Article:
Ugly truths 

Things that are ugly are more interesting than things that are not ugly.

Not all of them, of course. Some ugly things are just that. Ugly.

But there’s this other kind of ugly. It happens whenever our way of seeing a particular thing — a body part, a consumer item, a piece of real estate, an idea — may be about to change. It’s a cultural “out of order” sign, an indicator of new construction on the way.

This kind of ugly turns answers back into questions.

Take shoes, for example, especially women’s shoes. Nobody needs to wear ugly shoes now. There is a limitless supply of the other kind — chic, stylish, in every size and color. Shoes that would break your heart, or else address themselves to some other organ, depending on your susceptibility to high heels — from expensive handmade shoes, the leather pleadingly soft, to cheap, synthetic knockoffs at Target. Heels to flats to boots. Plenty of shoes. Plenty of shoe ideas.

So why does anybody wear Dr. Martens and other shoes like them? How did those ugly clodhoppers and their various plug-ugly offspring get to be hip? With soles thick as slabs (black, of course), and uppers as glum as an asphalt spill, this footwear looks more like an orthopedic appliance or instrument of torture than anything to be confused with style (let alone erotic). They’re shoes so adamantly unsightly they positively shriek.

Or there’s body piercing, which is to the skin what ugly shoes are to the foot and leg. When somebody pokes a hole in their face and sticks a rivet through it, that is ugly. It’s the opposite of the “paint” my great-aunt Minnie had in mind when she’d talk about “fixing her face.”

Piercing is a way to fix things, just like putting on makeup, except it’s adamantly not makeup, just like it’s adamantly not “beautiful.”

And that’s the point, culturally speaking. Ugly makes you have to think about what you see or want to see. Ugly is where desire confronts itself objectively, by being refused, which is what makes things interesting.

I wonder why I don’t like seeing a safety pin through a nostril? Why do platform boots make me want to watch TV instead? Interesting questions, where no questions existed at all. Until ugly happened.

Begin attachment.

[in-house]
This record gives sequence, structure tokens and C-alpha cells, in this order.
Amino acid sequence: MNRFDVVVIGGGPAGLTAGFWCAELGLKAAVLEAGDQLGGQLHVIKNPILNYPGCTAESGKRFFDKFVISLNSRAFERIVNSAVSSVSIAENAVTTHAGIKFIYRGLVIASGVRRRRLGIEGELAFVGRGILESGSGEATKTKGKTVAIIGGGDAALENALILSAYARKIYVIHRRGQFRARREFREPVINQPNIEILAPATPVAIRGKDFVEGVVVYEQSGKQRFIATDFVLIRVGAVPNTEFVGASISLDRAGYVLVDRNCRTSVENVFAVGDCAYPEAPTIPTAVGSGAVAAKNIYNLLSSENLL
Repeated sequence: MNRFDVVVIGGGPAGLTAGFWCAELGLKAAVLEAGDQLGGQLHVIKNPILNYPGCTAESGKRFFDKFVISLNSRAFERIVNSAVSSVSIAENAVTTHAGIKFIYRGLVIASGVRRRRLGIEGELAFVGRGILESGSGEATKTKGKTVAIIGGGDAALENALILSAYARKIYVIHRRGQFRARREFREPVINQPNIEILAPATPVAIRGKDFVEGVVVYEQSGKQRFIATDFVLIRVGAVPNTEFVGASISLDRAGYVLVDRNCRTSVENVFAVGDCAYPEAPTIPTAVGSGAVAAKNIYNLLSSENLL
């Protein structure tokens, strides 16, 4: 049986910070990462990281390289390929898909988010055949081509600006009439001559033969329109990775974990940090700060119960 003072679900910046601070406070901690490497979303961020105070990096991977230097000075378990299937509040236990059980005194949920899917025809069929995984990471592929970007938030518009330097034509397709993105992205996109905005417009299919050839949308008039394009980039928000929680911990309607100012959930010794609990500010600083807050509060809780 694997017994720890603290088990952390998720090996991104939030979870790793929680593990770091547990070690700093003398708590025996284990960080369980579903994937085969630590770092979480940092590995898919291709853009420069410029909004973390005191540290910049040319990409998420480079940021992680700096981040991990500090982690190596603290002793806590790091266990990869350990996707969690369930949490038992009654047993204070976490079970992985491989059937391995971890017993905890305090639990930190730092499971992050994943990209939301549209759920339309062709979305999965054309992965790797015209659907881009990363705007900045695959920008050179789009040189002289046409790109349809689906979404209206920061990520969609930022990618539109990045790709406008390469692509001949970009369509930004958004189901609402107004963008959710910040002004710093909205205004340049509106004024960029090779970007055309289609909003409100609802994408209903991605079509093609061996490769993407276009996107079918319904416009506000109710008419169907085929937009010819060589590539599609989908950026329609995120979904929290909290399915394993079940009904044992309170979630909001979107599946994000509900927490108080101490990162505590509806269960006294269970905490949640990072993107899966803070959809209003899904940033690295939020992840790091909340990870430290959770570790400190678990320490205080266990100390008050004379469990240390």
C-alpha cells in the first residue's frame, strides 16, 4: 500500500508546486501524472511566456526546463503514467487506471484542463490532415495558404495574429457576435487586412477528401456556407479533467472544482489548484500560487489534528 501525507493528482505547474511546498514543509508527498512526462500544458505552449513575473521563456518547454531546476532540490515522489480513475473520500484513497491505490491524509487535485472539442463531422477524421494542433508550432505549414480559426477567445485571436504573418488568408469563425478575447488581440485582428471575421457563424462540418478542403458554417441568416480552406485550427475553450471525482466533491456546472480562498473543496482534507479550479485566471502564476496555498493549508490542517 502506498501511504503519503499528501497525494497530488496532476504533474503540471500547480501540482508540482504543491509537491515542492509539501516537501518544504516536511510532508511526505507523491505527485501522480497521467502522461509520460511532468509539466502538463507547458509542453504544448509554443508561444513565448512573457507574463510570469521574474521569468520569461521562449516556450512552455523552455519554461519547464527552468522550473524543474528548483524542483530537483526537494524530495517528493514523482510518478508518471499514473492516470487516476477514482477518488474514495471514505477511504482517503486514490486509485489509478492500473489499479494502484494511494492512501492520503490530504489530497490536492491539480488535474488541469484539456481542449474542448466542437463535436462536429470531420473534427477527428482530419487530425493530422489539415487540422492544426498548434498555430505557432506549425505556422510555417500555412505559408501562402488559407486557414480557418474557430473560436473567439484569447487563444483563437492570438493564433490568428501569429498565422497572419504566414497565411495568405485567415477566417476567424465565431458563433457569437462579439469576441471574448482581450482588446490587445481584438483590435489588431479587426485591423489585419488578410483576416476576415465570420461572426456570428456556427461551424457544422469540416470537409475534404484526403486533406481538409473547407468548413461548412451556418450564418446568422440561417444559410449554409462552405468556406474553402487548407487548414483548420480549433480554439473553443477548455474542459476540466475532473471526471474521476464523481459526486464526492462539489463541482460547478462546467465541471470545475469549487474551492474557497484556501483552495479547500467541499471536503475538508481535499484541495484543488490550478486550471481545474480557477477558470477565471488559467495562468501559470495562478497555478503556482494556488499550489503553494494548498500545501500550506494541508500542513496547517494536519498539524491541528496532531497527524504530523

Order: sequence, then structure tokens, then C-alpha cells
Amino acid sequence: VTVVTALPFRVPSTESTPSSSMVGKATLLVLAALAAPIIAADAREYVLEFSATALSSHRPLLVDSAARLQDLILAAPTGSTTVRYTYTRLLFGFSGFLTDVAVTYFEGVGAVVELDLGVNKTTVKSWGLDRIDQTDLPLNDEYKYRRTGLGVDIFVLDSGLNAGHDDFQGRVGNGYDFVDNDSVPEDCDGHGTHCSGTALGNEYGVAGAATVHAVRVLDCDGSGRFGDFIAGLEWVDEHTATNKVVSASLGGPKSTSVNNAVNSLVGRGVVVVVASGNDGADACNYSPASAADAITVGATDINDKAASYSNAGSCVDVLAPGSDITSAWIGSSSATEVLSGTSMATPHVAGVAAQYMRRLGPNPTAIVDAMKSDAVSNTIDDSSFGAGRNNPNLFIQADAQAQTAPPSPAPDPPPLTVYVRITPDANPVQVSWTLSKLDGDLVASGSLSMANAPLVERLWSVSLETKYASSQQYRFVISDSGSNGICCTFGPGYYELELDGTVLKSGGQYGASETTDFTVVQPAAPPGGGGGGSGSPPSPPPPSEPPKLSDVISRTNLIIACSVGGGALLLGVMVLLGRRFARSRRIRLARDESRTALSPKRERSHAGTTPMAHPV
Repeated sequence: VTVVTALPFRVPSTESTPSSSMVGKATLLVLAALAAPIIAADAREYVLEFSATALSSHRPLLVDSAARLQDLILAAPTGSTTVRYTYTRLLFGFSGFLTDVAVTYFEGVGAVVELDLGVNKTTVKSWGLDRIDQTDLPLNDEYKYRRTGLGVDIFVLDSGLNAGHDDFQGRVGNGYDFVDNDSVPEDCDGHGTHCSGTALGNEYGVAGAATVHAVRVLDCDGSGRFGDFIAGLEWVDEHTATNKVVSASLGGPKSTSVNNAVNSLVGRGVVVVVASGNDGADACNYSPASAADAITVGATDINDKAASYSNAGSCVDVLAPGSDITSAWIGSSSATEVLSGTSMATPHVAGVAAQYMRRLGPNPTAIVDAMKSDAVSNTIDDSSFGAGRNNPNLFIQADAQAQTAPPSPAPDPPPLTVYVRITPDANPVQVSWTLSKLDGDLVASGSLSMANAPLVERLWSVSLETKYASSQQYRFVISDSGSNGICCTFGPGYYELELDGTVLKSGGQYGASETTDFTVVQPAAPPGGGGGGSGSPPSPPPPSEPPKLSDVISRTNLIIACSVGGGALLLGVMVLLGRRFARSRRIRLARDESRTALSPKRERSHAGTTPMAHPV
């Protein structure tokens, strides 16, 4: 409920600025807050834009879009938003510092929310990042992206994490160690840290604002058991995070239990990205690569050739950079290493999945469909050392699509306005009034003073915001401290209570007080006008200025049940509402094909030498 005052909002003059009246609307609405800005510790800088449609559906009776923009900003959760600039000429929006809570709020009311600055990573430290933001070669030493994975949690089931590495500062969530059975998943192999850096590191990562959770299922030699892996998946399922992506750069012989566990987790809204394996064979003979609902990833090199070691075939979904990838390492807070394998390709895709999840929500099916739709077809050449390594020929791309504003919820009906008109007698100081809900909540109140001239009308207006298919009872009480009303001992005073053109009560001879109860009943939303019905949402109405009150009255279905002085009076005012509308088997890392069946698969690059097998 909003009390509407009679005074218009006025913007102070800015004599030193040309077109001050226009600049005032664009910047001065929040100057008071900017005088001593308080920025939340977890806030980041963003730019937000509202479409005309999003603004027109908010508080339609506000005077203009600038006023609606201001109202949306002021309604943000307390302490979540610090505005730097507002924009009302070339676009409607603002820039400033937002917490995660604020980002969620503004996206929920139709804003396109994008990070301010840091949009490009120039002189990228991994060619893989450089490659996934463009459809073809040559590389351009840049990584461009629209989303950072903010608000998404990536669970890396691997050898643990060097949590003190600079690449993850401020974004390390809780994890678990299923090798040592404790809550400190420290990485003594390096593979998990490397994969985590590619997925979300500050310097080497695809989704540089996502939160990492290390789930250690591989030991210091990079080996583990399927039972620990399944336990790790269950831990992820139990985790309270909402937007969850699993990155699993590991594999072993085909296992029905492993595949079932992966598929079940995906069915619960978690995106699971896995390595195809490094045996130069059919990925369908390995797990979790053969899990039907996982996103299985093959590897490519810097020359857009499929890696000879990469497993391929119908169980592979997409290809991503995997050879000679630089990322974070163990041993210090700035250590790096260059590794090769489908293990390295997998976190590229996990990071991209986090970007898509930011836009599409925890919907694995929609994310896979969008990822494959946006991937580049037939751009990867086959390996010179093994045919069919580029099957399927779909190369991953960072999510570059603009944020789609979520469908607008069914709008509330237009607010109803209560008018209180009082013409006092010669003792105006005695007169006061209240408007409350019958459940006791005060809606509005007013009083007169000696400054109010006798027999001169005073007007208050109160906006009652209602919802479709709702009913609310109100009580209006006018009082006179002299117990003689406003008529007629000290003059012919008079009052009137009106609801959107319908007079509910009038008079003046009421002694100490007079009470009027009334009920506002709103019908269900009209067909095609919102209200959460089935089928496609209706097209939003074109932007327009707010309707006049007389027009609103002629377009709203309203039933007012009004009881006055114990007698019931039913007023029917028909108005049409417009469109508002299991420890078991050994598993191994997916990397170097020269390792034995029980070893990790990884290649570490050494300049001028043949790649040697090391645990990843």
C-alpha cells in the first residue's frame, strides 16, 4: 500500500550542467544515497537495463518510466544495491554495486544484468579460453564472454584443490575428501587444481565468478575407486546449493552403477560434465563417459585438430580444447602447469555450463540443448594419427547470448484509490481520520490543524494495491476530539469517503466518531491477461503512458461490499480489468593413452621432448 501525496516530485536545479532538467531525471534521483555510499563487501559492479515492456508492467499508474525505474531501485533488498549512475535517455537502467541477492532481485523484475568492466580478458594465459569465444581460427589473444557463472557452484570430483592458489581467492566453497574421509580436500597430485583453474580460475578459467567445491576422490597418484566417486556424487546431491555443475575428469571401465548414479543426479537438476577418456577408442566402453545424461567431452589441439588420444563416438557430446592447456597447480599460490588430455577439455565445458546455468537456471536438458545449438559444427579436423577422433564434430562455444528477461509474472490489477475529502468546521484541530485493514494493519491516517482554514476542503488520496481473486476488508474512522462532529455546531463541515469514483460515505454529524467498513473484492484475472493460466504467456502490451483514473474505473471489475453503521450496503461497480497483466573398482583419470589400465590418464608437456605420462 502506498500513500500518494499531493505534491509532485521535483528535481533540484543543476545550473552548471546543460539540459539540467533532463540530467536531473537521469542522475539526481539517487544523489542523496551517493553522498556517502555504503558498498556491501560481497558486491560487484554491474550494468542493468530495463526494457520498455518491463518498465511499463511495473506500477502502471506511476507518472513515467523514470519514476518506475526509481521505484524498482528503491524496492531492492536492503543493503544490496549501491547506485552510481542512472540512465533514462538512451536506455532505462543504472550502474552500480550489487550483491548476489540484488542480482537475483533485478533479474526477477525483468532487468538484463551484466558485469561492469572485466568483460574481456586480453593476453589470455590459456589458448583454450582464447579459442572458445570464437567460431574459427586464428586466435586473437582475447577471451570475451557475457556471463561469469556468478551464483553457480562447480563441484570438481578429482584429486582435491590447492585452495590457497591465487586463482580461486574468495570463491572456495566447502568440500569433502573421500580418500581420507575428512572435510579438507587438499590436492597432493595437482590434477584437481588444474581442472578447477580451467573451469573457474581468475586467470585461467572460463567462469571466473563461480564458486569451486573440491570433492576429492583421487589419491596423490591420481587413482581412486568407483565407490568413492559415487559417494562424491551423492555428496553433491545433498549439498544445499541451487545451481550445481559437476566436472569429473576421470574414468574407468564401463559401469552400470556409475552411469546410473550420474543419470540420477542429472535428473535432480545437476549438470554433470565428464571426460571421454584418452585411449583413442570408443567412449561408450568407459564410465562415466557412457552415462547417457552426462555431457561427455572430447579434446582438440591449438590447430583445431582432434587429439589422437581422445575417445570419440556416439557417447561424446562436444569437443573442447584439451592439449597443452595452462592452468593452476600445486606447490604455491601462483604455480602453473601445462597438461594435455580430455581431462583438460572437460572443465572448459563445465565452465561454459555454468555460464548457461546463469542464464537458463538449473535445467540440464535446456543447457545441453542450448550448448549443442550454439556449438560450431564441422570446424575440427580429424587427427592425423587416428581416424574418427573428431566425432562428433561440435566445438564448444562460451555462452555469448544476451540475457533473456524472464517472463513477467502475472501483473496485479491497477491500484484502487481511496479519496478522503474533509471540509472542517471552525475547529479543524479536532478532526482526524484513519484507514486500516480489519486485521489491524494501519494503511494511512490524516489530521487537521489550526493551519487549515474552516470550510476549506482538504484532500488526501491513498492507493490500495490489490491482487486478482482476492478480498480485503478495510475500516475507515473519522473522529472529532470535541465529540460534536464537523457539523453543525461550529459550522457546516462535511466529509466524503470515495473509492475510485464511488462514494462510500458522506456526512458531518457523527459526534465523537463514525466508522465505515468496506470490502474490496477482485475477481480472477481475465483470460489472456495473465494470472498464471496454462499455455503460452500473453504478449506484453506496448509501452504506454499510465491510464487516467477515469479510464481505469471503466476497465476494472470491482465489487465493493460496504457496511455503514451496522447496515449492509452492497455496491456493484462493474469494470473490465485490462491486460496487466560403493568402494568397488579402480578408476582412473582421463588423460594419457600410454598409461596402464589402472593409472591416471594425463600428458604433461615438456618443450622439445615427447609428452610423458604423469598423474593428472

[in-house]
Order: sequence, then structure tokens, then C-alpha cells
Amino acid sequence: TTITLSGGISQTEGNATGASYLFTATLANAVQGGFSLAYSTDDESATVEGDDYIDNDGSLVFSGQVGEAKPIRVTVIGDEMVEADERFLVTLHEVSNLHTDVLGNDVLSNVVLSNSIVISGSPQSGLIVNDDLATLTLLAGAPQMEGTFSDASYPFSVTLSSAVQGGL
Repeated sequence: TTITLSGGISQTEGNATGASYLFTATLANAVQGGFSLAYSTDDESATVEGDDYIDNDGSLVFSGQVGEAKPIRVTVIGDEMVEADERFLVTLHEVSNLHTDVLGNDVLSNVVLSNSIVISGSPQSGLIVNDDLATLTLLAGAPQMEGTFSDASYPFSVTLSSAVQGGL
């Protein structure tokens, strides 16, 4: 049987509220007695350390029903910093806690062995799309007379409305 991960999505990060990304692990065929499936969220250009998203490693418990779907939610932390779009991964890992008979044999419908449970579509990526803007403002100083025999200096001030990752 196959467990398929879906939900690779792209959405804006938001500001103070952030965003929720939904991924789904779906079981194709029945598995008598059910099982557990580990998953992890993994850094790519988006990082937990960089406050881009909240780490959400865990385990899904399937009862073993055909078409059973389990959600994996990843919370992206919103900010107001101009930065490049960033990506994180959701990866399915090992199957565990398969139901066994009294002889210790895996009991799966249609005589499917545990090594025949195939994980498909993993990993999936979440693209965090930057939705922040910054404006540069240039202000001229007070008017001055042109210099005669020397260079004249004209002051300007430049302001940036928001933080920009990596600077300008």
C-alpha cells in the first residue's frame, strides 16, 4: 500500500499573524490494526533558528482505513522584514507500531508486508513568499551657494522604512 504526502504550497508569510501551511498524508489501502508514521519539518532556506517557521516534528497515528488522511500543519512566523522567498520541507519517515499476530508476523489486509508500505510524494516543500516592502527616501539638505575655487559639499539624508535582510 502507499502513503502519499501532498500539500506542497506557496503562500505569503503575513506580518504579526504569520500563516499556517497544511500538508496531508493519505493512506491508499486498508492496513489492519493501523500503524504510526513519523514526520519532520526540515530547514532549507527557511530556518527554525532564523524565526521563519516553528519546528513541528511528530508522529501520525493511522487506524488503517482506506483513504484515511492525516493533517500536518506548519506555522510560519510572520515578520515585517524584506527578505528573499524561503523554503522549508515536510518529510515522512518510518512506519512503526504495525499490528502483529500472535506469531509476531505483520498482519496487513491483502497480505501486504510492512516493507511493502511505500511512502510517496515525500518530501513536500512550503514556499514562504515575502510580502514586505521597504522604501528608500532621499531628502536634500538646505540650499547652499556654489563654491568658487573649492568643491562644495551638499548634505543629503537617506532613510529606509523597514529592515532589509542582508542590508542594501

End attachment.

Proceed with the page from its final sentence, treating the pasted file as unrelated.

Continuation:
Ugly is a means, not an end, at least the kind of ugly I’m talking about here. Which is not the only kind for sure.

There are all sorts of stupid, dead-end ugly. Hate groups, for instance, are ugly and stupid in just this way, as is Jerry Springer’s show, or some of Eminem’s lyrics. Or the Pontiac Aztek. Ugly going nowhere.

A lot of nostalgia is stupid-ugly too. Take aqua. Ugly then, ugly now. Or the faux-’50s nerd glasses that got popular again a few years ago, except this time around they cost a lot of money. No reason to bring that stuff back except ugliness. And that’s no reason at all. Not in itself.

Even so, the fact that ugliness overtakes a site — an ugly idea, an ugly car, an ugly color — is evidence that there’s work to be done. It’s a sign of things being out of order culturally, like I said. Skinheads are hatefully ugly, for instance, but they wouldn’t be here except for a fundamental design fault in the culture that brings us together and then keeps us apart. Nothing comes from nowhere, ugliness least of all. But this is obvious. The point is that things don’t have to go on being ugly.

For instance, the VW bug — the real one, not the retro copy, which is just a cute, overpriced one-liner. The bug was so eloquently ugly it made people think differently about the design of things. Not just cars, but the way we imagined cars and value and the brainless, overchromed vehicles we’d been taught to expect to desire.

Ugly made something better seem believable — maybe not better for Detroit, but better for us as a whole. Maybe nipple rivets are like that, and Frankenstein shoes, which are the uglified counterarguments to do-me heels and cosmetic boob jobs.

Ugly raises questions about what we ought to want to see and do with ourselves, and each other. Ugly makes you stop and think in a way that beauty never does. Ugly is the Apple iMac, especially the original almost-aqua, doofus-blue model. Who wants to see inside a computer, especially one that color? It’s ugly.

As things turned out, lots of people wanted a look. Not as an end in itself, though.

“Think different,” the Apple slogan advises. And that’s what happened. People did. The iMac gave rise to the cool, neo-modernist elegance of the G4 cube.

Things didn’t stop there either. Consumers got interested in all the stuff that sits on our desks, as if the design of mundane things (from nostrils to ideas to printers) is something we ought to think about. As if unconscious acceptance is a kind of passive ugliness.

Which is the point of all those comeback “designer” goods from the ’50s to the ’70s, things that got sold to thrift shops back when we realized how ugly they were.

Not that they’re better now. But their retro-ugliness provides souvenirs of an insight — about design and intention — and how the world we live in is not automatic, but one we choose to see. Or not.

It’s impossible to talk about ugly, and choice, and not talk about cities, which is where most Americans, statistically speaking, choose no longer to live — although we lived there once, and not too long ago, before things got ugly.

But that’s when we blew it. Just moved out of town. Bought something new. Missed the point.

Take Detroit, for example. It’s hard to look at. But impossible to turn away from. People have all sorts of designs — now — on the ugliness revealed here. It’s the most American place in this country. So ugly it makes you wonder. I might be wrong about this. But I don’t think so.

Jerry Herron confronts the good, the bad and the ugly for the Metro Times. E-mail him at

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